In Japan Good Design is Everywhere!

Boyé Lafayette De Mente


TOKYO—In the 1960s and 70s a number of Japan specialists and media pundits predicted that Japan would become the world’s largest economy—bypassing and overshadowing the United States.


  Those predictions were naïve to say the least, but Japan has in fact become a world leader in a number of key areas that include technological advances in several scientific fields, particularly in the creation of new materials.


    This development is especially remarkable because invention and innovation were virtually taboo in Japan from the mid-1600s until the last decades of the 19th century, putting the Japanese some 200 years behind the Western world in scientific research and technology.


  But there is one area in which the Japanese have been more advanced than Westerners—intellectually as well as technologically—for well over a thousand years, and that is in the world of design and in the creation of arts and crafts that are superior in both design and quality.


   As far back as the 7th century Korean immigrants began bringing sophisticated Chinese art and craft technology to Japan. During the golden Heian period (794-1185) this technology and the accompanying master/apprentice system of training were integrated into Japan’s common culture.


     Each generation of artists and craftsmen raised the bar on the standards of design and quality until they reached the level of a fine art. When the first Westerners showed up in Japan in the 16th century they were astounded at the technological ability of the Japanese and the quality of their crafts.


     But it took the Japanese almost exactly one hundred years—from the 1860s to the 1960s—to get out from under the influence of foreign importers and to begin incorporating these traditional design and manufacturing skills into their export products—and the rest, as the saying goes, is history.


   Today, the philosophical and ethical principles that are the foundation of Japanese design and product quality are being adopted worldwide, creating what is now being called a new era of design.


  I have been promoting the traditional elements of Japanese design since the 1950s, and in 2006 published a new book on the subject entitled Elements of Japanese—Key Terms for Understanding & Using Japan’s Classic Wabi-Sabi-Shibui Concepts.

   The book identifies 65 concepts that constitute the heart of the Japanese design process and the products that result—beginning with the terms honshitsu (hone-sheet-sue) and seizui (say-zooey), which refer to the essence of Japanese design, and ending with Zen, which teaches one how to distinguish reality from all of the illusions that become embedded in our minds.


   The book offers new insights into the historical and cultural developments that are at the roots of the new international aesthetic movement—from wa (wah), harmony; kaizen (kigh-zen), continuous improvement; and mushin (muu-sheen), empty mind, to mujo (muu-joh), incompleteness.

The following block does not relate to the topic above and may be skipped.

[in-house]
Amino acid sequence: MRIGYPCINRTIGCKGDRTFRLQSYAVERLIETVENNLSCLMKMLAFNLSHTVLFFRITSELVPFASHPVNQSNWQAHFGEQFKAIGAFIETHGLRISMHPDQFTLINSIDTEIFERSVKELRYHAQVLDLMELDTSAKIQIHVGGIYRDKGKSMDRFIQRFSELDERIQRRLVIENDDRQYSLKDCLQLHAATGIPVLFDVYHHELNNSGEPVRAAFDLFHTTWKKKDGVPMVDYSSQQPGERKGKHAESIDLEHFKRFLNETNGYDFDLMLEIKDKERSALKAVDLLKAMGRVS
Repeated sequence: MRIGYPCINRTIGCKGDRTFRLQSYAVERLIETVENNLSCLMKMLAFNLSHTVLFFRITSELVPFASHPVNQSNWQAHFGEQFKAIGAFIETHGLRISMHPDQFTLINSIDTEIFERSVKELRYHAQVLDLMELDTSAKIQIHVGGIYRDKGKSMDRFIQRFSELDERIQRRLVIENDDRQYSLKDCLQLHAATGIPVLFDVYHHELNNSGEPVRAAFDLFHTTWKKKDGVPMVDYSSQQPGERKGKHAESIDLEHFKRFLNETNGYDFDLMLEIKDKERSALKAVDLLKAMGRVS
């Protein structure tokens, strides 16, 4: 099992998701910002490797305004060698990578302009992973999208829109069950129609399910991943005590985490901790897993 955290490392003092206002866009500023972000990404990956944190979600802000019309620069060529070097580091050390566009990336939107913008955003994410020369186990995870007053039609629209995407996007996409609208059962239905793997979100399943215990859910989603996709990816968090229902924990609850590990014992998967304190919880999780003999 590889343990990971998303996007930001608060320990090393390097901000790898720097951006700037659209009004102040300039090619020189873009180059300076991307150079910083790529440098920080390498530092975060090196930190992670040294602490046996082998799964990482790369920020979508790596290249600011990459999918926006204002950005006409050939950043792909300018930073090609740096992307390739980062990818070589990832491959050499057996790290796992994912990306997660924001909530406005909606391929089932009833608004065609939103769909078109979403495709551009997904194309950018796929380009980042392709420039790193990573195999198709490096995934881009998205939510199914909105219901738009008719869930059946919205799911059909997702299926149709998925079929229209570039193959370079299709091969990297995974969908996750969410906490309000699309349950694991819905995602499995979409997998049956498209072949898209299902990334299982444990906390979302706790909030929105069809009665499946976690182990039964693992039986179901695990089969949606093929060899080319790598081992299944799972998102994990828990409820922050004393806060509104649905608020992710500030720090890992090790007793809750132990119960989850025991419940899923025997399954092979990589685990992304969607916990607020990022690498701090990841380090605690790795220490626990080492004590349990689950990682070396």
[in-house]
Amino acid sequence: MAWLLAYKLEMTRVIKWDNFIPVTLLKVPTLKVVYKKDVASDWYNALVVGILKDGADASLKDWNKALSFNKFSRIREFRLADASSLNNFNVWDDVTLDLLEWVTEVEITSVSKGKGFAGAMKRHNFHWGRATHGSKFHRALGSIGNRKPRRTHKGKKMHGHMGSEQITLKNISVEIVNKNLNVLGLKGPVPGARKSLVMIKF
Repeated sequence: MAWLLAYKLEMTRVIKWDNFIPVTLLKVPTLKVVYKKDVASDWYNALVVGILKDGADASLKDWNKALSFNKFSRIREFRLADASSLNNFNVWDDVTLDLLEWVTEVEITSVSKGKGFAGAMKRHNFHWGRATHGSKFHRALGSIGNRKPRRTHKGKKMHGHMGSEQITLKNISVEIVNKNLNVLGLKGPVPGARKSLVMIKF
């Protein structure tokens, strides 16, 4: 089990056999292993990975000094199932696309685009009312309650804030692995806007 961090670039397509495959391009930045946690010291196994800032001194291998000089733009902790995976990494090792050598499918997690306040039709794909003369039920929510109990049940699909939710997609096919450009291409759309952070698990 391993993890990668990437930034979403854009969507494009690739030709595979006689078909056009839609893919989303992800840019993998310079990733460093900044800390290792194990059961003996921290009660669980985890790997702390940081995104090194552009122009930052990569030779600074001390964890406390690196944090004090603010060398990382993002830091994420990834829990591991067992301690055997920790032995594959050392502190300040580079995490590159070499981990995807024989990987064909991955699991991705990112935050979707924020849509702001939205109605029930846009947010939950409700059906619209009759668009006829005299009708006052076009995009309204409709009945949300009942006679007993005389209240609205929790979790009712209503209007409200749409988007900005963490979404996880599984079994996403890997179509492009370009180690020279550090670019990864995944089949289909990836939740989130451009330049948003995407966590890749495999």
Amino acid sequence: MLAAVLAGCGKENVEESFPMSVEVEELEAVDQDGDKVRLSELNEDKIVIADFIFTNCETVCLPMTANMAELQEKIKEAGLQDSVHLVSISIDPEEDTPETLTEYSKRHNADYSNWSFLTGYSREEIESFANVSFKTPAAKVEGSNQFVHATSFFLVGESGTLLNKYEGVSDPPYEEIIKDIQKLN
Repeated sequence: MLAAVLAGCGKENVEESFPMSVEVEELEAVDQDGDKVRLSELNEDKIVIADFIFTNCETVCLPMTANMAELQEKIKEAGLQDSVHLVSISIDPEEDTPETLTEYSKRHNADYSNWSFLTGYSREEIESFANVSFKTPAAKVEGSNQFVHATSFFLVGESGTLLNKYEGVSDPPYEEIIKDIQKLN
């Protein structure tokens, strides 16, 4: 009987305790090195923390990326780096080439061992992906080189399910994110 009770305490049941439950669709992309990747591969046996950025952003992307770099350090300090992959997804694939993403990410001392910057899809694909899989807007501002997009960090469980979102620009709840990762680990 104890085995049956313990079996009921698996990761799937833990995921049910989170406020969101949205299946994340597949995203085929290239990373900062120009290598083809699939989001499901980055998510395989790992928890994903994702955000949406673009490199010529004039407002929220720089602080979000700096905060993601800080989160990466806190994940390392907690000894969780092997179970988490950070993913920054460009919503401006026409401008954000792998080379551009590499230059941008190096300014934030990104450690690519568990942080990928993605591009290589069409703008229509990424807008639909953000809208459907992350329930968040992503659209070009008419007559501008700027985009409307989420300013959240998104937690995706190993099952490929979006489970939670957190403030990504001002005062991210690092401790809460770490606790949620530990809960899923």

Despite the inroads that have been made in Japan by Westernization and modernization since the 1860s the traditional design and quality concepts are alive and well, and they are tangible and visible for all to see.


     Even in crowded Tokyo and other Japanese cities the evidence of good design and quality are visible on subways and trains and in the streets—on advertising posters, on storefronts, in product displays, in the architecture and interior furnishings of shops and restaurants, in buildings and offices.


  For the discerning foreign visitor in Japan, just a few days can be an extraordinary aesthetic and cultural experience that is the highlight of the trip. If you look closely, the whole country is a virtual museum of modern and traditional art that adds an emotional, intellectual and spiritual ambiance to daily life.


    And it is possible for those who are more highly tuned to both the beauty and functionality of Japanese design to literally step back in time before the appearance of Western concepts in the country, when only Japanese designs existed, by simply going through a door—into a traditional inn, restaurant or home.


Boyé Lafayette De Mente has been involved with Asia since the late 1940s as a member of a U.S. intelligence agency, journalist and editor. He is a graduate of Jōchi University in Tokyo, Japan and Thunderbird School of Global Management in Glendale, Arizona, USA. In addition to books on the business practices, social behavior and languages of China, Japan, Korea and Mexico he has written extensively about the moral collapse of the U.S. along with books on his home state of Arizona. To see a full list of his books go to: Recent books include: CHINA Understanding & Dealing with the Chinese Way of Doing Business; JAPAN Understanding & Dealing with the NEW Japanese Way of Doing Business; AMERICA’S FAMOUS HOPI INDIANS; ARIZONA’S LORDS OF THE LAND [the Navajos] and SPEAK JAPANESE TODAY – A Little Language Goes a Long Way!